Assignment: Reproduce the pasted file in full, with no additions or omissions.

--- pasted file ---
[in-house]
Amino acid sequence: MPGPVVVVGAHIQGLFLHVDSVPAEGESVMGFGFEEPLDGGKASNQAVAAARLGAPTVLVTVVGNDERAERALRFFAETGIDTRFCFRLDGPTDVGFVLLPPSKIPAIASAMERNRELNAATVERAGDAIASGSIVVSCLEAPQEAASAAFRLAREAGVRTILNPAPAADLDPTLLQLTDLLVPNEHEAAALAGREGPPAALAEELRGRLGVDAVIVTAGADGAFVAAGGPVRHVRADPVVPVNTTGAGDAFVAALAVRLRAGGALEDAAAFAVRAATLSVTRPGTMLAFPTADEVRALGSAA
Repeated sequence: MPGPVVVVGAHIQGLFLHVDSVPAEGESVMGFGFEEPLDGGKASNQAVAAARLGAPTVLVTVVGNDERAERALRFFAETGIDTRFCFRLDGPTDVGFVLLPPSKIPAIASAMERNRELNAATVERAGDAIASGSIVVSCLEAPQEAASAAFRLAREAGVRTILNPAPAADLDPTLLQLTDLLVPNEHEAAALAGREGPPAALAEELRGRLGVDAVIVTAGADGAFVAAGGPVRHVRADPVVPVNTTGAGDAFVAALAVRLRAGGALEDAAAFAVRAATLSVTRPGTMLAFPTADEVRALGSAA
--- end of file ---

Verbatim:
[in-house]
Amino acid sequence: MPGPVVVVGAHIQGLFLHVDSVPAEGESVMGFGFEEPLDGGKASNQAVAAARLGAPTVLVTVVGNDERAERALRFFAETGIDTRFCFRLDGPTDVGFVLLPPSKIPAIASAMERNRELNAATVERAGDAIASGSIVVSCLEAPQEAASAAFRLAREAGVRTILNPAPAADLDPTLLQLTDLLVPNEHEAAALAGREGPPAALAEELRGRLGVDAVIVTAGADGAFVAAGGPVRHVRADPVVPVNTTGAGDAFVAALAVRLRAGGALEDAAAFAVRAATLSVTRPGTMLAFPTADEVRALGSAA
Repeated sequence: MPGPVVVVGAHIQGLFLHVDSVPAEGESVMGFGFEEPLDGGKASNQAVAAARLGAPTVLVTVVGNDERAERALRFFAETGIDTRFCFRLDGPTDVGFVLLPPSKIPAIASAMERNRELNAATVERAGDAIASGSIVVSCLEAPQEAASAAFRLAREAGVRTILNPAPAADLDPTLLQLTDLLVPNEHEAAALAGREGPPAALAEELRGRLGVDAVIVTAGADGAFVAAGGPVRHVRADPVVPVNTTGAGDAFVAALAVRLRAGGALEDAAAFAVRAATLSVTRPGTMLAFPTADEVRALGSAA